The United Arab Emirates (UAE) regards Iran as its most serious security threat because of traditional Persian ambitions in the Gulf, Tehran's ideology and rhetoric, its weapons acquisition program, and its support for terrorism. The dispute over three Gulf islands symbolizes the confrontation. The UAE is a consistent partner in the international coalition against Saddam Husayn, and cooperates with the Gulf Cooperation Council (GCC), the United States, and others in trying to enhance Gulf security. It supports the Arab-Israeli peace process but does not take a leading role in it.
Analysts agree that the Persian Gulf region is vital to the interests of the industrialized nations of the world. Its strategic location, unparalleled petroleum deposits, and petrodollars to spend or invest give the countries of this region special importance. Although the US confrontation with Iran since 1979 and with Iraq since 1990 have focused the attention of Americans and the Western media on the area, the foreign policies of these states are still not well understood by outsiders. Usually, outsiders regard the six Arab states of the Gulf--Bahrain, Kuwait, Oman, Qatar, Saudi Arabia, and the United Arab Emirates (UAE)--as having very similar internal situations and external policies, when in fact they are different. This article will look at one of them, the UAE, to examine the characteristics and bases of its foreign policy. Of these six Arab states on the Gulf, only three--Kuwait, Saudi Arabia, and the UAE--have very substantial petroleum wealth, and the UAE, in fact, has recoverable petroleum reserves that match those of Iran and Iraq, and are four times those of the United States.(l) Of these five oil-abundant Gulf states, only the UAE has no significant external debt problems. And of all the states of the Gulf, the UAE enjoys the greatest internal tranquillity, tolerance, and absence of domestic political and social tension. What, then, are the characteristics of UAE foreign policy?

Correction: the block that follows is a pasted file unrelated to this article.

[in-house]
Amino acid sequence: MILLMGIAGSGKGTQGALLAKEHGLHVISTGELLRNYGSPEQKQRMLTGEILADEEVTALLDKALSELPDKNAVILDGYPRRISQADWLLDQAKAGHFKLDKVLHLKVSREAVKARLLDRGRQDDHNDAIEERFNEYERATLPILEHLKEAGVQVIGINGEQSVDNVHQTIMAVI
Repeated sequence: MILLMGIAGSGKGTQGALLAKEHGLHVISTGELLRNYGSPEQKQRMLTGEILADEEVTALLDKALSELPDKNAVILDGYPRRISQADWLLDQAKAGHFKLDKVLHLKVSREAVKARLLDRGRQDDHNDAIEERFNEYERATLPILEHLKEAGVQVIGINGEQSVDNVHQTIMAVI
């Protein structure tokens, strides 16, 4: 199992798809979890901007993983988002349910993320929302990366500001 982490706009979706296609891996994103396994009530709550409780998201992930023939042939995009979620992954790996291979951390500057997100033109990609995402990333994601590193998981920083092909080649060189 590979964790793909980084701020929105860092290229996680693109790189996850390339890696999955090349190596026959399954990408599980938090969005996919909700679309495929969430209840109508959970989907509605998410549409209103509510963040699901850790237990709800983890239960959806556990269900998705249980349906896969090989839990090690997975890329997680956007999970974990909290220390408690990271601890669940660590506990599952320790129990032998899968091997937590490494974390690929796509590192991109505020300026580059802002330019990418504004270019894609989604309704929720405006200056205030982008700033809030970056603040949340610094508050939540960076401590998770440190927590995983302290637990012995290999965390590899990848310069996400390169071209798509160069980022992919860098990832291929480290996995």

First, although the UAE is a federation of seven emirates, the making of its foreign policy is essentially in the hands of its president, Abu Dhabi ruler Shaykh Zayid bin Sultan al-Nuhayyan. The rulers of the other six emirates have considerable autonomy in many important matters, including the exploitation of natural resources, trade and commerce, customs regulations, financial and judicial matters, as well as the maintaining of public order. But in foreign affairs, the president sets policy for the country. He consults with the six other rulers on critical issues, but he generally has the last word, even if they disagree with him. Under the constitution, they selected Shaykh Zayid as UAE president in 1971 and have reconfirmed him in that position ever since, an endorsement which has allowed him to dominate the country's foreign affairs virtually unchallenged.
IRAN: A MAJOR SECURITY THREAT
The leadership of the UAE bases its foreign policy on the realization that it is a small, wealthy country in a tough neighborhood. Its two million inhabitants (80 percent of them foreign workers and their families) and 50,000-man army are no match for Iraq or Iran, with their populations of over 15 and 60 million respectively, and their large, wellequipped armies.
The UAE government regards Iran as, by far, the greatest threat to its security for a number of reasons. First, the UAE leadership views with great concern Iran's clear ambition, expressed earlier by Shah Muhammad Reza Pahlavi, and then, more recently, by Ayatollah Ruhollah Khomeini and his successors, to play the dominant role in Gulf security. In the UAE this hegemonic attitude is regarded as a combination of a traditional Persian sense of superiority, plus the revolutionary and expansionist zeal of the ayatollahs now in power in Tehran. Added to these factors is the suspicion which the Sunni Muslims on the Arab side of the Gulf have toward the Shi`ites who control Iran; Islam is not a unifying factor in this case. …